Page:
Role of pharmacotherapy in the treatment of pediatric obesity and its comorbidities

Research output: Chapter in Book/Report/Conference proceedingChapter

Abstract

Obesity, even in childhood, is a recalcitrant disease with strong biological underpinnings. Treatments aimed at counteracting the body's attempts to defend its energy stores offer patients with obesity a better chance to lose and maintain weight over the long term. Pharmacotherapy is one example of a treatment that can be used in conjunction with lifestyle modification therapy to target the underlying biology of obesity and potentially improve long-term weight loss and comorbidity outcomes. Although only one obesity medication is approved for pediatric use in the United States, others have been evaluated for safety and efficacy in the pediatric population. Importantly, four new medications have been recently approved for the treatment of adult obesity, which has set the stage for pediatric trials to be conducted with the goal of providing additional therapeutic options to pediatric patients that desperately need them. This chapter reviews the evidence from pediatric obesity clinical trials of approved and off-label medications, discusses the pediatric pipeline by briefly introducing the medications recently approved for adult use and plans for pediatric development, and offers a glimpse into the future directions for the field of pediatric obesity medicine.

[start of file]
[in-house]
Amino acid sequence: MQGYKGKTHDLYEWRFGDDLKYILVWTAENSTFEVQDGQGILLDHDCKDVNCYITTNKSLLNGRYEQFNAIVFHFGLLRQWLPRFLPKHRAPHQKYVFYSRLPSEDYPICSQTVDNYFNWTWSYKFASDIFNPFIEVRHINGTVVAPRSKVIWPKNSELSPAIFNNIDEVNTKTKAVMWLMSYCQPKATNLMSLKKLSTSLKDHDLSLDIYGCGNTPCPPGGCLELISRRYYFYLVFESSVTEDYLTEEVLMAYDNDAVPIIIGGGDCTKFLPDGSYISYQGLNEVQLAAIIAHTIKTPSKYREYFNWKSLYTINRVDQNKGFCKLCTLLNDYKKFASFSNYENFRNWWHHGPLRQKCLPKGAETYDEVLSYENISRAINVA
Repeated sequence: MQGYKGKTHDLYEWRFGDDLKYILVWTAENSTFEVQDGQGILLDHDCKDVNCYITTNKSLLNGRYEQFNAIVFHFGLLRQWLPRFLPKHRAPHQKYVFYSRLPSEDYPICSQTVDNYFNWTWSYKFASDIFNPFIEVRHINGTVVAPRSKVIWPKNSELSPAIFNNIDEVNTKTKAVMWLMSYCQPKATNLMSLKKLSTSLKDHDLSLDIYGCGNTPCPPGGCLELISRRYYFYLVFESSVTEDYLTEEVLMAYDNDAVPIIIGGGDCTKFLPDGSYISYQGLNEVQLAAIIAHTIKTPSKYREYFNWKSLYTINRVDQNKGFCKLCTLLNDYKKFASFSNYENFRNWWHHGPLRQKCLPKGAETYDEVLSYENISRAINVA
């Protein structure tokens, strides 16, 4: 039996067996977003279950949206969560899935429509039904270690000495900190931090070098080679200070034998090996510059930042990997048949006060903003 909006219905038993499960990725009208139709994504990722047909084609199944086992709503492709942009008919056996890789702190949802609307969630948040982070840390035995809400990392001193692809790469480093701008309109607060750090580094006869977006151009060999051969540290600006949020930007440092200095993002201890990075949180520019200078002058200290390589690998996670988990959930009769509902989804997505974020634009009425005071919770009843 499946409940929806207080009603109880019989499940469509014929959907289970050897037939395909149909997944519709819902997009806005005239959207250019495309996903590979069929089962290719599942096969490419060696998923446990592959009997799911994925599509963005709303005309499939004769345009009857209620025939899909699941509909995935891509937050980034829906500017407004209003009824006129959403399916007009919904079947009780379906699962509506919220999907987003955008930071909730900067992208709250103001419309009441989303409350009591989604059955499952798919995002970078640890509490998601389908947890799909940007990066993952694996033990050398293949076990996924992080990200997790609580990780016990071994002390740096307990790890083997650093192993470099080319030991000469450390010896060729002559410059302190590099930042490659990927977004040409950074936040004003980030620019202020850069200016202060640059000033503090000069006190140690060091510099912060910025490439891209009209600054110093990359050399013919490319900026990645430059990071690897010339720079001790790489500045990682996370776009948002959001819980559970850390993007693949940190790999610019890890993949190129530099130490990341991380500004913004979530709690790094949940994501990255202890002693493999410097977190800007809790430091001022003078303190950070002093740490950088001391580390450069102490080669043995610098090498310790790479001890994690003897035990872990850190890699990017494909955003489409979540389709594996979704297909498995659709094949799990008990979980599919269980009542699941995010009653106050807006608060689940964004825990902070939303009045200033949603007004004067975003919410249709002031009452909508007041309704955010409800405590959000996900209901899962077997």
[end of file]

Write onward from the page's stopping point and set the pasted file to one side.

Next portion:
Original languageEnglish (US)
Title of host publicationContemporary Endocrinology
PublisherHumana Press Inc.
Pages613-627
Number of pages15
DOIs
StatePublished - Jan 1 2018

Publication series

NameContemporary Endocrinology
ISSN (Print)2523-3785
ISSN (Electronic)2523-3793

    Fingerprint

Keywords

  • Exenatide
  • Liraglutide
  • Lorcaserin
  • Medication
  • Metformin
  • Naltrexone/bupropion
  • Orlistat
  • Pharmacotherapy
  • Phentermine/topiramate
  • Topiramate

Cite this

Kelly, A. S., & Fox, C. K. (2018). Role of pharmacotherapy in the treatment of pediatric obesity and its comorbidities. In Contemporary Endocrinology (pp. 613-627). (Contemporary Endocrinology). Humana Press Inc.. https://doi.org/10.1007/978-3-319-68192-4_35